The move for Palhinha demonstrated the alignment between club and coach. The midfielder scored extremely high on the club’s data analytics, and also had a human connection with Silva. He wanted to play for his compatriot. The Khans, and chief executive Alistair Mackintosh, could hardly have asked for more.

Fulham's Portuguese midfielder Joao Palhinha (R) vies with Tottenham Hotspur's Uruguayan midfielder Rodrigo Bentancur - ADRIAN DENNIS/AFP via Getty Images

Fulham’s Portuguese midfielder Joao Palhinha (R) vies with Tottenham Hotspur’s Uruguayan midfielder Rodrigo Bentancur – ADRIAN DENNIS/AFP via Getty Images

Part of Fulham’s transfer strategy in the summer was to target players with Premier League experience. They did so with the signings of Issa Diop (£15m from West Ham), Andreas Pereira (£10m from Manchester United), Bernd Leno (an initial £3m from Arsenal) and Willian (a free agent).

All four of those players have played crucial roles this season, with Pereira and Willian providing attacking class and Leno proving to be a superb addition in goal. Leno had fallen out of favor at Arsenal but he has been, without question, one of the best value-for-money deals in the division.

On Saturday, Silva’s side met Nottingham Forest, the club who were widely described as “doing a Fulham” following their promotion last summer. That label was in reference to Fulham’s £100m spend in the summer of 2018, which ultimately resulted in immediate relegation from the Premier League.

At Fulham they are aware of the jibes and of the comparisons made between the two clubs. Some of them, clearly, are fair. But there are significant differences, not least when it comes to the sheer number of signings that the two teams made. Fulham spent a huge amount of money in 2018, yes, but much of that went on two players: Aleksandar Mitrovic (who was obviously worth the investment) and Andre-Frank Zambo Anguissa (who is now thriving for Serie A leaders Napoli).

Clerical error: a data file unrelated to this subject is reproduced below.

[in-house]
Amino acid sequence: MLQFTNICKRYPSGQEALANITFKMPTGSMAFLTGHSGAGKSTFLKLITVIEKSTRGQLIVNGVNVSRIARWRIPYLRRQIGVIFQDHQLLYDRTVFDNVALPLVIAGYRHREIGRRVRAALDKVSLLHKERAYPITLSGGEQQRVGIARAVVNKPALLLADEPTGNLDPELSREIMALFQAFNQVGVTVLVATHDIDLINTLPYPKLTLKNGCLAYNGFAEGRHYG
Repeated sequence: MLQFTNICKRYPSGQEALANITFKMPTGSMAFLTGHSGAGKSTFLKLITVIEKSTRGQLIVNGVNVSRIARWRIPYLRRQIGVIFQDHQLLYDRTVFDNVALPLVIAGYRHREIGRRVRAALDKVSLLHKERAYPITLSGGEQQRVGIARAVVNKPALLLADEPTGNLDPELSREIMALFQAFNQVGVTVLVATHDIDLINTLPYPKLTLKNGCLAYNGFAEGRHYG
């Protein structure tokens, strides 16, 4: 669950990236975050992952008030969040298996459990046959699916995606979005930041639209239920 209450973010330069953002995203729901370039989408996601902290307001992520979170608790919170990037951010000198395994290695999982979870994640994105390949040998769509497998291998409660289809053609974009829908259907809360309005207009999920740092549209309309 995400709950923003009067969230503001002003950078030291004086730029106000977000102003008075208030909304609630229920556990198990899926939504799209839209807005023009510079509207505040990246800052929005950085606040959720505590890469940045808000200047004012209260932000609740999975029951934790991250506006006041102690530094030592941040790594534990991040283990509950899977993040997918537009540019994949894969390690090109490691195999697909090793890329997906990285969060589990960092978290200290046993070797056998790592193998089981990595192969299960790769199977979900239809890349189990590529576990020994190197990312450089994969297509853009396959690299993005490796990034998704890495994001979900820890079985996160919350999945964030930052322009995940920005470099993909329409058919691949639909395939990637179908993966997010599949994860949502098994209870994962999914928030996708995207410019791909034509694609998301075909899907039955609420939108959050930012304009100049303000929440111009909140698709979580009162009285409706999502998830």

Partly through necessity, as a result of losing so many players from last season, Forest have invested in quantity as much as in quality. A total of 29 new signings have walked through the doors, which constitutes a rebuild on a far different scale to Fulham’s efforts in 2018.

Within Fulham, lessons have been learned from 2018/19, and indeed from 2020/21. The data-led model has certainly not been ripped up, though. It is the same approach as before, except with Silva on board there is a far greater level of involvement from the head coach.

Good recruitment can only take a club so far, though, and Silva’s work on the training ground has ensured these players have all been able to thrive together. The likes of Kenny Tete and Tim Ream have been superb this season, finding new levels of performance after struggling in the Premier League under other managers.

And then there is Mitrovic, who barely featured under Scott Parker in Fulham’s previous top-flight campaign. Silva has brought the best out of the Serbian striker, who scored a record 43 Championship goals last season and already has 11 in the Premier League this term.

Inside the club, there are people who believe the mood and morale is better now than at any point in the last decade. There is a new sense of stability and cohesion at Craven Cottage, and Fulham have earned the right to dream of far more than simply avoiding relegation.